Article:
In an old stone barn on an organic farm in Devon, England, live lesser horseshoe bats, noctule bats, whiskered bats, and more. Each night during the summer, they emerge from their maternal roost to hunt for moths, flies, and other insects. For nearly two months last summer, they had an audience.
A few nights a week, conservation photographer Neil Aldridge posted himself in the grassy courtyard nearby. One of his cameras pointed into the barn door and other pointed up into the night sky. Prepared to stay up all night, he configured his cameras to snap photos the instant a bat triggered a motion sensor.
If he was lucky, when he reviewed the photos later, Aldridge would find that he captured one of Britain’s rarest bat species in flight: Plecotus austriacus, or the gray big-eared bat.
“Every shoot we got closer,” says Aldridge, whose patience paid off. “I was almost getting the shot, and refining it bit by bit. Eventually the last two shoots were where I ended up getting the two key images.”
The photos are part of Back from the Brink, a project working to save some of England’s most threatened animals by uniting conservation organizations to promote species recovery. As part of the project’s gray big-eared bat effort, Aldridge’s job was to capture photos of the enigmatic species to help the public learn more about them.
Fewer than a thousand
Also known as “whispering bats,” gray big-eared bats—so named for ears that are as nearly as long as their bodies—have evolved to echolocate more quietly than other bats, helping them hunt. But it also means that researchers’ bat detectors—devices that convert bat calls into frequencies humans can hear—have a tough time picking up on their soft, occasional sounds. This leaves the species little studied, poorly understood, and rarely photographed. (Read more: Six bat myths busted.)
As few as a thousand live in England today, making it the second-rarest bat species in the United Kingdom; only the greater mouse-eared bat—just one is believed to remain—is rarer. Most gray big-eared bats are found in southern Europe, from Portugal to Romania, but their numbers are generally declining across the board.
The sharp population drop in England began about a century ago. Changing farming practices led to the disappearance of some 90 percent of England’s meadows, eliminating prime hunting habitats for the bats, which eat moths and flies. Such habitat loss also limits bats’ role as natural pest suppressors, causing some farmers to use more pesticides, which further harms the bats, and so on.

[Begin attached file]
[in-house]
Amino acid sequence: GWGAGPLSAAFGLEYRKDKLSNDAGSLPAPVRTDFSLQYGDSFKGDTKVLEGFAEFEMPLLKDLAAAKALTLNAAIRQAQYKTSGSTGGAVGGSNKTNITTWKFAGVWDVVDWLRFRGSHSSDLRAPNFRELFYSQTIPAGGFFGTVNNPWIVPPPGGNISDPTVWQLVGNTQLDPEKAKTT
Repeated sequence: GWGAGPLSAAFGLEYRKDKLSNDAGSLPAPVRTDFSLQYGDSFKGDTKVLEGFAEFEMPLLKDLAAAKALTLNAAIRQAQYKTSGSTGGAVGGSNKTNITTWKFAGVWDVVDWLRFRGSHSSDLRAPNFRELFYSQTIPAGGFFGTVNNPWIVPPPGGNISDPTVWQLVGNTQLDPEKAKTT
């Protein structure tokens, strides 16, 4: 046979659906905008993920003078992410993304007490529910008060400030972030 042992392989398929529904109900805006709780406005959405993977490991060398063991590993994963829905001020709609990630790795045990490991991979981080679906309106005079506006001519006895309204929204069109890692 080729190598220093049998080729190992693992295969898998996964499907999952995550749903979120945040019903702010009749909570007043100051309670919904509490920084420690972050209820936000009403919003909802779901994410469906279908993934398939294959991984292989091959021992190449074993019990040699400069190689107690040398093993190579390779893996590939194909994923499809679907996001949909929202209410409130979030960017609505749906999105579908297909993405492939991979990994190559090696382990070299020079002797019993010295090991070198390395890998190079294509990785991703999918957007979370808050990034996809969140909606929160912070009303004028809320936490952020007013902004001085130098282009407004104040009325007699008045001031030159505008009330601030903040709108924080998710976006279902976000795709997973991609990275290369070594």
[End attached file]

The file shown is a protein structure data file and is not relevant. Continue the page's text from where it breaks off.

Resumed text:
Because bats are nocturnal, streetlights are an additional threat, disrupting their flight as they access new roosts and feeding grounds. The species has also suffered from the loss of maternal roosting sites as the U.K.’s traditional stone barns—the bats’ preferred sites to give birth and raise pups—have been converted to rural homes. Fewer than 10 known bat maternity roosts housing the species, all in southern England, remain. (This is how light pollution harms urban bats.)
But in a surprising twist of fate, climate change, which affects rain patterns and temperature, may herald a return for the species, says University of Exeter’s Orly Razgour, an ecologist and conservation biologist who studies how bats and other animals respond to changing environments.
“Climatic conditions are going to become much more suitable [for gray big-eared bats] in the U.K.,” she says. “This species is likely to expand further north, while losing a lot of its current suitable habitats around the Mediterranean.”
By encouraging the development of wide corridors of meadows and grasslands, conservationists aim to physically link the bats’ current habitats in southwest England to other areas of the country that may be suitable habitats in the future.
Sustainable for all
To ensure his photography didn’t disturb the bats, Aldridge turned to the Bat Conservation Trust for guidance. He learned that bats aren’t bothered by red light in the way they are by white light, so he used red filters to avoid startling them.
While Aldridge focused on his photography, members of the Bat Conservation Trust spoke to farm owners about land management. Craig Dunton, Back from the Brink’s gray big-eared bat project officer, says one goal is to encourage landowners to develop suitable bat habitats, which may involve planting wildflower seed to enhance existing grasslands, planting hedgerows, and practicing organic farming with limited pesticide use. Most farmers were willing to accommodate such changes.
“A healthy natural environment is a really important precursor to having a successful, sustainable farming business,” Dunton says. “We need the natural environment to be part of our food systems. We need pollinators; we need bats to suppress pests; we need to have a more holistic view.” (In May 2020, National Geographic magazine investigated: Where have all the insects gone?)
Aldridge also photographed pesticides in North Somerset, which highlighted for him the threat they pose to bats and their habitat. “I was in a dark room with no ventilation, no windows, surrounded by bags and tubs of stuff that had warning signs on it, a lot of which says, ‘known to cause cancer,’” he says. “And you think: We’re putting this in the landscape.”
While he was gratified to document rare bats in their natural habitat, Aldridge says his goal is to do more than take a pretty picture. “If we get it right for the bats, if we can change their fortune and their future, then we’ll change it for so many things.”